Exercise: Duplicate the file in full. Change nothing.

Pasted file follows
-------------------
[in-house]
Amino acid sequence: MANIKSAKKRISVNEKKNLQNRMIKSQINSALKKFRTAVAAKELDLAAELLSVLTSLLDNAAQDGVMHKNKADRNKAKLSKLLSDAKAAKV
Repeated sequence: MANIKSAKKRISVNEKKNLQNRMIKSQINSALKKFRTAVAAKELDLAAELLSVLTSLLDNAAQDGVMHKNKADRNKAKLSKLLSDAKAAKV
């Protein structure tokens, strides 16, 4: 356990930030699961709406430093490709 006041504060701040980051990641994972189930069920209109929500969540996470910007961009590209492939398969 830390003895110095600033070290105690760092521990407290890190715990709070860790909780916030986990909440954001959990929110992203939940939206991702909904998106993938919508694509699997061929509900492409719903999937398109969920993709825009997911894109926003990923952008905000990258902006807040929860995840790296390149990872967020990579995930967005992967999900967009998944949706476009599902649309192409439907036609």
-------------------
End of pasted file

[in-house]
Amino acid sequence: MANIKSAKKRISVNEKKNLQNRMIKSQINSALKKFRTAVAAKELDLAAELLSVLTSLLDNAAQDGVMHKNKADRNKAKLSKLLSDAKAAKV
Repeated sequence: MANIKSAKKRISVNEKKNLQNRMIKSQINSALKKFRTAVAAKELDLAAELLSVLTSLLDNAAQDGVMHKNKADRNKAKLSKLLSDAKAAKV
């Protein structure tokens, strides 16, 4: 356990930030699961709406430093490709 006041504060701040980051990641994972189930069920209109929500969540996470910007961009590209492939398969 830390003895110095600033070290105690760092521990407290890190715990709070860790909780916030986990909440954001959990929110992203939940939206991702909904998106993938919508694509699997061929509900492409719903999937398109969920993709825009997911894109926003990923952008905000990258902006807040929860995840790296390149990872967020990579995930967005992967999900967009998944949706476009599902649309192409439907036609």